The relationship between universities and society is still weak. The single strong relationship is the nurturing of students and sending them out into society. Of course this is important, but it is not the only thing, the relationship between universities and society needs to be strengthened more.

Not only between industry and academia, but cooperation with the people is also desired. By providing wisdom to the various activities of regional communities and volunteer groups etc., there are many things a university can contribute to. In order to solve the many problems and international society issues that confront Japan, a collect effort from industry, government, academia and the people is needed. Breaking down barriers, working together on a daily basis, and carrying out their respected roles is necessary.

Create innovation and present society with new values

There are expectations from the industrial world for this university. From the point of human resource creation, our graduates have been highly rated for their ability to remain undaunted when finding new things. Our research is not limited to the environment and energy of the Honjo project, we have many strong fields in science and engineering, humanities and social sciences. Highlighting the doctrine "Practical Utilization of Knowledge", to our university, which has contributed to the modernization of Japan by making real use of knowledge, industry, government and academia cooperation, is an indispensable mission. This isn't by passively taking orders from and rendering service to the industrial world. We are aiming for an existence that creates science techniques and social culture, and provides new value in the world.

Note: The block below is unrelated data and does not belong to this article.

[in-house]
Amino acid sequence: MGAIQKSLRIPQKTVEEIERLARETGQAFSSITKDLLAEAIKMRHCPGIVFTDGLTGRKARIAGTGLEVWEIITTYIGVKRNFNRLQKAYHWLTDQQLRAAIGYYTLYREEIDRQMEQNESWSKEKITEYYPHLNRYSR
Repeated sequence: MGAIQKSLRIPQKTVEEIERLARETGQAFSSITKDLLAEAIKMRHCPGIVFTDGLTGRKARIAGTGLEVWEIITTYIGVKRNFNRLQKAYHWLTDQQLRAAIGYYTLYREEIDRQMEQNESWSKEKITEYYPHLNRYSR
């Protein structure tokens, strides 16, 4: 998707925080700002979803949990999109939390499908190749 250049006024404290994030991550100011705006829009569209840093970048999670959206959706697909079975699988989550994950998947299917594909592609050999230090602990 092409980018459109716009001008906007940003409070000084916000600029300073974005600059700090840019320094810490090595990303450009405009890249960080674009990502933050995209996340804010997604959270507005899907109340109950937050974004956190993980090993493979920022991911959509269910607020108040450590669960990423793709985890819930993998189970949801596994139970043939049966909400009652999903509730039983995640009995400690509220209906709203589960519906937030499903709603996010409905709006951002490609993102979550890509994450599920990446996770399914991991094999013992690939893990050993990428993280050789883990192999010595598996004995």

In order to do so, it is important to strengthen the basic research that bears new seeds, and we must protect the free ethos that promotes creativity. Looking at the present situation, this is not limited to Waseda, but professors are becoming extremely busy and using up a lot of their time outside of proper educational and research activities. We rely a lot on individual efforts, but in order to guarantee time for research, it is necessary for us to systematically improve this situation. On top of the university deepening open cooperation with society, this is an extremely important issue.